“I was told there would be firefighters serving us with no shirts on,” a woman jokingly tells Dean Thulin, skip of the Campbell River Firefighters Curling Team at their recent “Burger and a Beer” fundraiser at the Campbell River Curling Club.
“I don’t think you want to see that,” Thulin replies with a laugh.
The room is filling up for the event, which is the team’s only fundraiser to raise money for their upcoming trip to Truro, Nova Scotia — about a half-hour up the road from Halifax, right at the tip of the Bay of Fundy — where they will represent B.C. at the Canadian Firefighters Curling Championship April 7-17.
The team — Thulin, Ken Dawson (lead) Rob Robinson (second) and Mike Caton (third) — earned the right to play for the province by capturing the provincial title at the end of January in Kelowna.
But this isn’t exactly something unusual for the team. This will be Thulin’s seventh appearance at the National Championships.
They actually won the tournament in 2010 and have three bronze medals to show for their past efforts on the national stage, as well.
Despite the “been there, done that,” aspect of their opportunity, however, Thulin doesn’t take it for granted.
“Each one is more important than the last one, for me. I mean, we’re getting older, after all,” he says and while he hopes he’s got many years of curling left in him, there’s always the chance that the next national championship will be his last chance to compete on a national stage.
It’s also extra special for Thulin, as the team dedicates their appearances at major tournaments to his old friend and teammate Rick McFarlane, who died in 2014 of leukemia. McFarlane had spent 36 years as a Campbell River firefighter, retiring in 2006, and he’s the one who introduced Thulin to curling for the firefighters, so it’s pretty special for him to be able to carry on that part of McFarlane’s legacy.
“We’ve been dedicating the last three to him,” Thulin says, “so it’s really special to be able to keep going.”
The fundraiser brought in almost $1,200 for the trip, which certainly helps with expenses.
Traveling across the country isn’t cheap, after all, and each region is also required to provide dinner one night during the tournament — a shared responsibility with another team. This year, Team BC is paired up with Team Southern Ontario, so Thulin and company will be bringing some salmon with them to add some local Campbell River flavour to the proceedings. He expects the Southern Ontario squad will probably bring some moose with them again.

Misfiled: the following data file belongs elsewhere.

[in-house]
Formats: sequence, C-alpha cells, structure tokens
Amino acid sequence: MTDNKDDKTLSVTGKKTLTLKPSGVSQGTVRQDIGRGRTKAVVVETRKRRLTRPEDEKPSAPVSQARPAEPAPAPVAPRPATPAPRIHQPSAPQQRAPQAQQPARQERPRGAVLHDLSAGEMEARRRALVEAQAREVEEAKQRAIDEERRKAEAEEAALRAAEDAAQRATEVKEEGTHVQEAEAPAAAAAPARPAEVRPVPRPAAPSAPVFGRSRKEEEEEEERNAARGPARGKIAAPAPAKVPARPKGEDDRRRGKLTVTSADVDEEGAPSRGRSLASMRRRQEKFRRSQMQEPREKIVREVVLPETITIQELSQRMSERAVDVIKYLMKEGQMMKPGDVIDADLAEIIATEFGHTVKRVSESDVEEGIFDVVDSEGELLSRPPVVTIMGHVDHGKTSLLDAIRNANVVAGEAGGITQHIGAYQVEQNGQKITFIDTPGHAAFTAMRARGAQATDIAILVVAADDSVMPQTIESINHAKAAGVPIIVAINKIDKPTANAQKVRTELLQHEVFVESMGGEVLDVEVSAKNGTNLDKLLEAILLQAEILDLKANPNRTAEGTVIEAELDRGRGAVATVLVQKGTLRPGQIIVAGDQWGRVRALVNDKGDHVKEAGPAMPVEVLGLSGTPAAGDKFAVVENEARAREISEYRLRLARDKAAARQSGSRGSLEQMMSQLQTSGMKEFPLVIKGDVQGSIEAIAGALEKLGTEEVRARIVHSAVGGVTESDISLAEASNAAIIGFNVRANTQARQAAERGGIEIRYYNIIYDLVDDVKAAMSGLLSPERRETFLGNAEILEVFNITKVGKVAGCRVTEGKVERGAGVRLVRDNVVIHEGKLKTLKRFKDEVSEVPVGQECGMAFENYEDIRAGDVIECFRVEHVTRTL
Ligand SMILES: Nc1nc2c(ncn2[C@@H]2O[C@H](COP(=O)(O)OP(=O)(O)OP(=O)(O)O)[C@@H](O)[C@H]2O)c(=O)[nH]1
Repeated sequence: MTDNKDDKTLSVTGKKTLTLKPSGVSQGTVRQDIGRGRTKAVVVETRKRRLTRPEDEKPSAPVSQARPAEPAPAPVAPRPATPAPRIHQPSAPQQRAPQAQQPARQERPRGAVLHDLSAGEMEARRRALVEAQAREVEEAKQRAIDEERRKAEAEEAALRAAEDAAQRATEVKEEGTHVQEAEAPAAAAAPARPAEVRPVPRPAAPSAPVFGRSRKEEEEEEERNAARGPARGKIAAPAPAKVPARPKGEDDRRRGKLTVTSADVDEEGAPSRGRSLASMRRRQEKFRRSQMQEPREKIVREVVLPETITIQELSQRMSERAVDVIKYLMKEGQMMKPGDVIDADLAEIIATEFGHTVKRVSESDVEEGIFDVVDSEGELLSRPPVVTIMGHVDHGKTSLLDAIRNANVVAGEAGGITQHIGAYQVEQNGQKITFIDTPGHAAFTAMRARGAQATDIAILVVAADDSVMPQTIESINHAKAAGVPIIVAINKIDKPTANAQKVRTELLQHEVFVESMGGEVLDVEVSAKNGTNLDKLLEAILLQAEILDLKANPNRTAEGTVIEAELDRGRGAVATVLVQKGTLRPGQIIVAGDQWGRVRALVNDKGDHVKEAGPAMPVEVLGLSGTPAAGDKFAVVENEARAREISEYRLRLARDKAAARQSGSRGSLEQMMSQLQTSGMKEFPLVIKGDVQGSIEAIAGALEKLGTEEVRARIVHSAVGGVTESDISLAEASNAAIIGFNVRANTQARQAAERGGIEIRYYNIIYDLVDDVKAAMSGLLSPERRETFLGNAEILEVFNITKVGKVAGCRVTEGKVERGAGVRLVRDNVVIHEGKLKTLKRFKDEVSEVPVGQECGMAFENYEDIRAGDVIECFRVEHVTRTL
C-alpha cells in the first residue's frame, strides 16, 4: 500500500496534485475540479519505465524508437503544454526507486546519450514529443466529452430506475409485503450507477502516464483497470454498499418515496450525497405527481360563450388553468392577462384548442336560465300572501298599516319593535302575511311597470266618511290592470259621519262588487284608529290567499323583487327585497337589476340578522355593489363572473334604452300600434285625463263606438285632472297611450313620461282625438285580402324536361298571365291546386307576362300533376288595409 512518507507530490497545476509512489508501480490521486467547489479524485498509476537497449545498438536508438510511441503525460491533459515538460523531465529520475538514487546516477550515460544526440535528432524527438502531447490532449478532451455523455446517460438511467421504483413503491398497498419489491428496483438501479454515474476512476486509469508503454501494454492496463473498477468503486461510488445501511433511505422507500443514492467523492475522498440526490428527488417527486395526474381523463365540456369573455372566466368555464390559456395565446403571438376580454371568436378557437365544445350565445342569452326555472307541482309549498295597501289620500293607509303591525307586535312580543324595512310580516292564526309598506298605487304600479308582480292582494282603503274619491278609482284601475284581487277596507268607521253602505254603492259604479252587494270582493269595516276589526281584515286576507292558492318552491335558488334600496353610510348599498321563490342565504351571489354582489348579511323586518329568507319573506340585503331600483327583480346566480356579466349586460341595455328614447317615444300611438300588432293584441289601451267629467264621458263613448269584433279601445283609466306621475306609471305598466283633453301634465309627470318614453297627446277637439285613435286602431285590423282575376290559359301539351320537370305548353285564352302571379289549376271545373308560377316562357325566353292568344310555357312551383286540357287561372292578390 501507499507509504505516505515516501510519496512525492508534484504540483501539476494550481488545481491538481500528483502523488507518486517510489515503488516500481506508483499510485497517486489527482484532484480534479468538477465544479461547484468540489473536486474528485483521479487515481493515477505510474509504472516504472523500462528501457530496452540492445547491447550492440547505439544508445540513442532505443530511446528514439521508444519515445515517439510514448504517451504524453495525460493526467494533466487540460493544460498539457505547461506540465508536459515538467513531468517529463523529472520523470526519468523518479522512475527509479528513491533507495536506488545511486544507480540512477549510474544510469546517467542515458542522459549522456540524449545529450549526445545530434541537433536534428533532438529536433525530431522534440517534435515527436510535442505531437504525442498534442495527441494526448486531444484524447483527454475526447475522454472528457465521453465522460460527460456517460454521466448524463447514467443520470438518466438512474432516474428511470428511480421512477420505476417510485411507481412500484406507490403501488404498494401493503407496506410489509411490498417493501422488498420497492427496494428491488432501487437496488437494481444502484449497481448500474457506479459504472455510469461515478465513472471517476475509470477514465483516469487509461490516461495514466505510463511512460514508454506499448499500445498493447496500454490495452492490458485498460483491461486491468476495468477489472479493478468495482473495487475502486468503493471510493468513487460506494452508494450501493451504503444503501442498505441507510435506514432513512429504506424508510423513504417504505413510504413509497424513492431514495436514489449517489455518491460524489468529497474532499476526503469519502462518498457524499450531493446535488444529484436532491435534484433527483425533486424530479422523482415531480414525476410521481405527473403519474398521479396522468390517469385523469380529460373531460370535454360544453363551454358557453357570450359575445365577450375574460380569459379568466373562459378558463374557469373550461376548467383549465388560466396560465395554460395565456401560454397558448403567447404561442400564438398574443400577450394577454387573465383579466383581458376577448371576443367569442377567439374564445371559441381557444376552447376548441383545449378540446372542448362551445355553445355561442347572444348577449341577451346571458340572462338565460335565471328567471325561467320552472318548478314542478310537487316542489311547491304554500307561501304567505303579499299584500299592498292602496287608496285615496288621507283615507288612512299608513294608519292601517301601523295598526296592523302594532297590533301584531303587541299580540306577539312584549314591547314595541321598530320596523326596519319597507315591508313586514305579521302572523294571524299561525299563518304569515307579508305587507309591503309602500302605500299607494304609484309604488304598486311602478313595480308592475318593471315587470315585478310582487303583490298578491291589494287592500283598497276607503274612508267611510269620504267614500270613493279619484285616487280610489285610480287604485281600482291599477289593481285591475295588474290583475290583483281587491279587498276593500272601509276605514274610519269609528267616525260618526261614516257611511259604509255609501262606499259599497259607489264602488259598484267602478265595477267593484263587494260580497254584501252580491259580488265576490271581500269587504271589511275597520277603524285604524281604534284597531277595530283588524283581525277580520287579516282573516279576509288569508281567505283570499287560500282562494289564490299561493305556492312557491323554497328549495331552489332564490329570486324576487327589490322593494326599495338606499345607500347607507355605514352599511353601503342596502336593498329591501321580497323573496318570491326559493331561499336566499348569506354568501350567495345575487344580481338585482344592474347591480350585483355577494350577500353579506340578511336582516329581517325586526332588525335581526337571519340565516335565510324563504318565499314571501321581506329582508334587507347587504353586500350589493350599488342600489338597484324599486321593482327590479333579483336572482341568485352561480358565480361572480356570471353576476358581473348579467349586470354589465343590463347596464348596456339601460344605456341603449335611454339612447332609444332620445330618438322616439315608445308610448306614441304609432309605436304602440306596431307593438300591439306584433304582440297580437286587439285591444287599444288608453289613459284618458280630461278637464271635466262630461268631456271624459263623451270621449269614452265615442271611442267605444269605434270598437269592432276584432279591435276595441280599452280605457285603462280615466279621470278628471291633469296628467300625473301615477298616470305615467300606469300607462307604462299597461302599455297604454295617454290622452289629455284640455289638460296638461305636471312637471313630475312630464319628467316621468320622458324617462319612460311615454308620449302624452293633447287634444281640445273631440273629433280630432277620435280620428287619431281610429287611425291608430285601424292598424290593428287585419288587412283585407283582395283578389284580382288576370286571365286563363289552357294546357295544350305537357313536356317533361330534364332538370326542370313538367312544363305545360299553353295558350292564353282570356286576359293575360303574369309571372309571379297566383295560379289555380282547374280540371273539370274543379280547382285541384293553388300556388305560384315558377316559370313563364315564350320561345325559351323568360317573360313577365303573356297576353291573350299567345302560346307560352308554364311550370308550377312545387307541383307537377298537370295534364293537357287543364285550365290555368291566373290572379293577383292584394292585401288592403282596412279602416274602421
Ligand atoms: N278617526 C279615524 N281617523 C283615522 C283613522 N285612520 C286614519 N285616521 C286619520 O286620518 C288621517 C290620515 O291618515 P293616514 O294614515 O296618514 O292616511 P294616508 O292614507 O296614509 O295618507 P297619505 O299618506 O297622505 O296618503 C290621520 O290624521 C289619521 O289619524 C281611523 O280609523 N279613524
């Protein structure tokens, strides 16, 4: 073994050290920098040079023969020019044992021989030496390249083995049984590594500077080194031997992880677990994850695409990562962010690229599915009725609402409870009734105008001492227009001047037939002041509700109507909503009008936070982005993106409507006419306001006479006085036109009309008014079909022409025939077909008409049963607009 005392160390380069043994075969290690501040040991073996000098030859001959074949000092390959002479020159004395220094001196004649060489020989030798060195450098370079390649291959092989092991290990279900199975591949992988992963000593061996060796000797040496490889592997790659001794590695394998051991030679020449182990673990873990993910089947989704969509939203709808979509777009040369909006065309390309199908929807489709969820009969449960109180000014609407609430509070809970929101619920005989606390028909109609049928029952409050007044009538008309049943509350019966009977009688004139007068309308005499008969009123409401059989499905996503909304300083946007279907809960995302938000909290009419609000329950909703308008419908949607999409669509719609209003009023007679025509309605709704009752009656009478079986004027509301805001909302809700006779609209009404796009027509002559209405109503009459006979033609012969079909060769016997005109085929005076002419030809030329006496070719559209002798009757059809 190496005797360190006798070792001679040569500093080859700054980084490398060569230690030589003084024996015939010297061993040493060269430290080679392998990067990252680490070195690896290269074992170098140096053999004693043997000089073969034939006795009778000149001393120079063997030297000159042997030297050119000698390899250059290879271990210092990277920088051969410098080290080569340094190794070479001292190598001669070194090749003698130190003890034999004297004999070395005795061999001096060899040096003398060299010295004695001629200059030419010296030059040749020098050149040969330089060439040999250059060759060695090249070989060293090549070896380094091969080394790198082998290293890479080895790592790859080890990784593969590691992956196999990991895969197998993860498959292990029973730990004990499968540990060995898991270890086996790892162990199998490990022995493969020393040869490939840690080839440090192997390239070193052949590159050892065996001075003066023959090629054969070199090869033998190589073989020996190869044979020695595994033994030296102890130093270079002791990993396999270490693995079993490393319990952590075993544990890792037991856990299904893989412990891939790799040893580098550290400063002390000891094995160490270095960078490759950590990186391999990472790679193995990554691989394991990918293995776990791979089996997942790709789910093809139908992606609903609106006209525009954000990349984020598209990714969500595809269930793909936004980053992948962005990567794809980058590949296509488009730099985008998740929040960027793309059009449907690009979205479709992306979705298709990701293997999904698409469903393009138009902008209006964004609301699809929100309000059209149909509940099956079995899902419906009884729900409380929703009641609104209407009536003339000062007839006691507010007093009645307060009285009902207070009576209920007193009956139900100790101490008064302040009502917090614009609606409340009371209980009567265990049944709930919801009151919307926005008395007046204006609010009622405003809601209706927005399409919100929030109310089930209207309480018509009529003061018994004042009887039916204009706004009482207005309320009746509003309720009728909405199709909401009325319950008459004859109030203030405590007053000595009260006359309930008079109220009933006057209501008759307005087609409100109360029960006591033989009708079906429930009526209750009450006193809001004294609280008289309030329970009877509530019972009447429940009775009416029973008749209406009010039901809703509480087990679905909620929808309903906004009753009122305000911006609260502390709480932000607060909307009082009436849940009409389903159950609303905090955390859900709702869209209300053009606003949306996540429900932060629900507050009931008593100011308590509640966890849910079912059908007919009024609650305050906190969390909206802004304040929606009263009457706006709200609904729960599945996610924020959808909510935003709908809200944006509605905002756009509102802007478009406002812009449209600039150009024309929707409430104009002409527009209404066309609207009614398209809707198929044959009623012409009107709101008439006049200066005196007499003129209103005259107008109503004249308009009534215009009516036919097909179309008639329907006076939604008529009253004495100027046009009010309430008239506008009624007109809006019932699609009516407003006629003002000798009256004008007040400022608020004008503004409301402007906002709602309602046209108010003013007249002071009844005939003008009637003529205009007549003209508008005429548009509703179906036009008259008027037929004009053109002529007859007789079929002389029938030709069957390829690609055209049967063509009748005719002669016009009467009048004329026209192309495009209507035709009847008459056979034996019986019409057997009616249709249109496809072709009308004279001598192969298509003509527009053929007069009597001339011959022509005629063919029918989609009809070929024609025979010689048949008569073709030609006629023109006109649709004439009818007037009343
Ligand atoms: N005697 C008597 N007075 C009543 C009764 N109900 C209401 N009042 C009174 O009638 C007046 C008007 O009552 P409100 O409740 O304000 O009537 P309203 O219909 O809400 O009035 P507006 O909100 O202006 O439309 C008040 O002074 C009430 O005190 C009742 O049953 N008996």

That doesn’t sound like a terrible dinner.
Possibly more than the competition, though, or the fantastic regionally-inspired meals, Thulin says he’s looking forward to meeting up with some old friends.
These tournaments are friendly — though competitive — events full of camaraderie, and he’s made a number of very good friends over the years by being a part of them.
“I think there are only two teams that will be there (this year) that I don’t know,” Thulin says. “Through the years, I’ve met so many great people at these that if I wanted to drive through every province, I’d have somewhere to stay in each province when I did. The curling community, too, but the firefighting community, especially, are the greatest people in the world in terms of their hospitality, and I’m looking forward to touching base with some of them again.”
I suggest to Thulin that they return with some of that famous East Coast lobster for a celebration dinner with the community to show off their trophy and medals — and another championship banner to hang from the rafters of the Campbell River Curling Club — after they win this thing.
“That sounds good,” Thulin says with another laugh. “We can’t say enough about how much we appreciate this community and its support, and we’d love to bring home another one of these for them.”
Left to right: Mike Caton (lead), Rob Robinson (second), Ken Dawson (third) and Dean Thulin (skip) take a moment for a photo with their Provincial Championship trophies after their win in Kelowna at the end of January.